Rebel soldiers came when I was a young girl in Uganda. My two brothers were taken away; my father resisted and was killed. I was left alone with my mother, who had diabetes but couldn’t get any medical treatment. She died when I was 15.
I had to leave school because I had no money, and so I married a boy who was a soldier. For me, as a woman then, it was the only way to be protected.
Much later, we moved to Rwanda: in 1996, two years after the genocide, by which time I had three children. My husband became a big shot under the new government, in the protection unit with Bizimungu.
When the interim government was toppled by Kagame, my husband came under suspicion. On one fateful night they came and he was cuffed, beaten and taken away for good.
There were rapes, beatings, lootings. My daughter and I were both badly affected. She was twelve years old.
I called a friend of my husband who me took us in, and got medical treatment for my daughter. But it wasn’t safe for me to leave the house. I had to make this terrible decision: to leave this friend to look after my children. Being with them would attract attention. The only way for me to be safe and for my children to be safe was to leave them behind, find a safe place and then bring them to safety.
I travelled through Tanzania on a truck, dressed like a Somali, on a fake passport. In Nairobi, I got a plane at night and then landed at Heathrow. I went to Cardiff and claimed asylum there. That was in 2002. You can imagine, coming from Africa, how strange it seemed. It took me six months to make any progress in finding my children. The number I had to call for my husband’s friend was dead – I didn’t know how to go about tracing them at all. A friend from Uganda went to Rwanda and found the government had also taken my husband’s friend. And no one knew where the children were.
It took three years before I had news that they were alive.
Around that same time, my asylum application was refused. I was arrested and put in a police cell for four days, without a shower. They asked me to sign some papers: I refused. If I had signed they would have removed me from the country and taken me – God knows where. Because I refused to sign I was put in detention.
The Home Office said you can go back to Uganda. You can relocate. They put me in detention ready for removal in 2005. I had no papers. I said: what proof do you have? Where are you taking me? They took me to the Ugandan embassy but having married a Rwandan man, I had forfeited Ugandan citizenship, and they would not issue papers. So I was put back in detention.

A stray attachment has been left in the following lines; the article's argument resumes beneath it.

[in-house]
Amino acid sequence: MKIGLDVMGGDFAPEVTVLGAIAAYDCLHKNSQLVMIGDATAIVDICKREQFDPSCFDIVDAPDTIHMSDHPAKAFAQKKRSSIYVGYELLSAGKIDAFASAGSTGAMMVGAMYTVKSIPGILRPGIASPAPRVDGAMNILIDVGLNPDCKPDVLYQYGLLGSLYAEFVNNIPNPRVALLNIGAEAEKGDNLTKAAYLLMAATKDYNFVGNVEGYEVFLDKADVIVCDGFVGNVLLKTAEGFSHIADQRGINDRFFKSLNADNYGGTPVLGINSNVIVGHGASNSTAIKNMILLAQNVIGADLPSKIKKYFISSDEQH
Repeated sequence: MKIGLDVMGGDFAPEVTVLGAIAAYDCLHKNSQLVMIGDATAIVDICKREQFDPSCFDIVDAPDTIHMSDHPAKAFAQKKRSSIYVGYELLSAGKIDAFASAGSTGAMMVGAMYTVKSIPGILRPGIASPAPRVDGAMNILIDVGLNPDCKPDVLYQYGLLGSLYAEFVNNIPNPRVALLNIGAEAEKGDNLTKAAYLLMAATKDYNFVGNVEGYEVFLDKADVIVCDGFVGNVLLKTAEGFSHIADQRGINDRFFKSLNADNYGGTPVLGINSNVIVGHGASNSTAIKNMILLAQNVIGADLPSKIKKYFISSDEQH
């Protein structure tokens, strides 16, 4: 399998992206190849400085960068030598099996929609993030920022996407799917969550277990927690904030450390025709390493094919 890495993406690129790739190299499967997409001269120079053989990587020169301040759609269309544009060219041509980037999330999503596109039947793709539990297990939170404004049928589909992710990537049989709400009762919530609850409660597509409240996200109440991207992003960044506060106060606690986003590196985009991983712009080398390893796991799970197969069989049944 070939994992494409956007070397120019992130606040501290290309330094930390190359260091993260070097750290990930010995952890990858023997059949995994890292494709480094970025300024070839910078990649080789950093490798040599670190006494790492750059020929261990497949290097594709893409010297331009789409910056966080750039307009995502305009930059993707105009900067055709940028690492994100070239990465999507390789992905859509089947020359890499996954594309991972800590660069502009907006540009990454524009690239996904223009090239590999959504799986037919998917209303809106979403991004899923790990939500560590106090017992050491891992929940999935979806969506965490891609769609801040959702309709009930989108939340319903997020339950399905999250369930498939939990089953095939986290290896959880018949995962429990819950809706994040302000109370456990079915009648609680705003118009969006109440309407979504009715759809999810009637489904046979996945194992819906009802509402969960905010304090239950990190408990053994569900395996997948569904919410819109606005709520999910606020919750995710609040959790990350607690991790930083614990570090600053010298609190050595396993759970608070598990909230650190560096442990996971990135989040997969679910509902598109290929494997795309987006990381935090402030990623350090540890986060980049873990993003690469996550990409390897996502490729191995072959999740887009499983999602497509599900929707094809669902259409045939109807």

It was only for three months, not long compared to other people, before I was released while appealing for leave to remain. I was lucky, I got a solicitor,
In 2007 I spoke to my children for the first time. They had been hungry; my daughter had tended for her siblings, fetching water, selling goods, trying to get food. I had to arrange for someone to get them from Rwanda, to take them in. It’s terrible not to know how your children are eating, what they are going through. I left my children when they were young, now they are teenagers. Before the war they had never suffered; and now they had suffered, alone.
My girl is really traumatised. She’s 20, an adult now, but there is no counselling out there, and she won’t speak. My elder son is 18, at uni now in Kampala, and the third is 16 – doing well, but I don’t know how long this person is going to keep them. I can’t have them; I can’t be with them; but now I’m the only relative living for them.
I can’t go back to Rwanda; I can’t go to Uganda. Last year I got my status, after five years of trying. I have leave to remain, but outside immigration rules. And that means I can’t be with my children. To have a chance, I would have to rent a three-bedroom house on my own, and get a job paying over £20,000.
So now I’m fighting for the right to family reunion. At least I have hope – I have a solicitor, at least I am hopeful that if I win that case I could see my children. I can’t function without my children: I am broken in half.
This is my story but this is also the story of so many women. We’ve got a self-help group at the Crossroads Women’s Centre in Kentish Town, helping women like me with their cases. It’s really very hard because legal aid has been cut. Only three women out of 40 there have managed to find legal aid – and one has won the right to bring her children.
We check up on each other so we know quickly if someone has been put in detention, and we help them to get advice if they are taken away. There are legal clinics in detention but they don’t help much. Most women who are in detention are rape survivors coming from war torn countries, they are traumatised – they have been through hell! What can they do?
If you are an asylum seeker you’re not allowed to work. You can’t afford a lawyer and can’t represent yourself – the law is so complicated. So now we get together and read the cases, see what the solicitor did wrong, lobby MPs and put in a fresh claim – and sometimes we have won!
I think most people don’t know what we are going through. We are mothers, like any other mother. We love, we live to be there to protect our children, but we can’t. There should be some changes - for heaven’s sake.
If they could only allow me to be with my children, so we could be a happy family again … Maybe that would heal all my wounds.
As told to Gwyn Topham, the Guardian, for Migrant Voice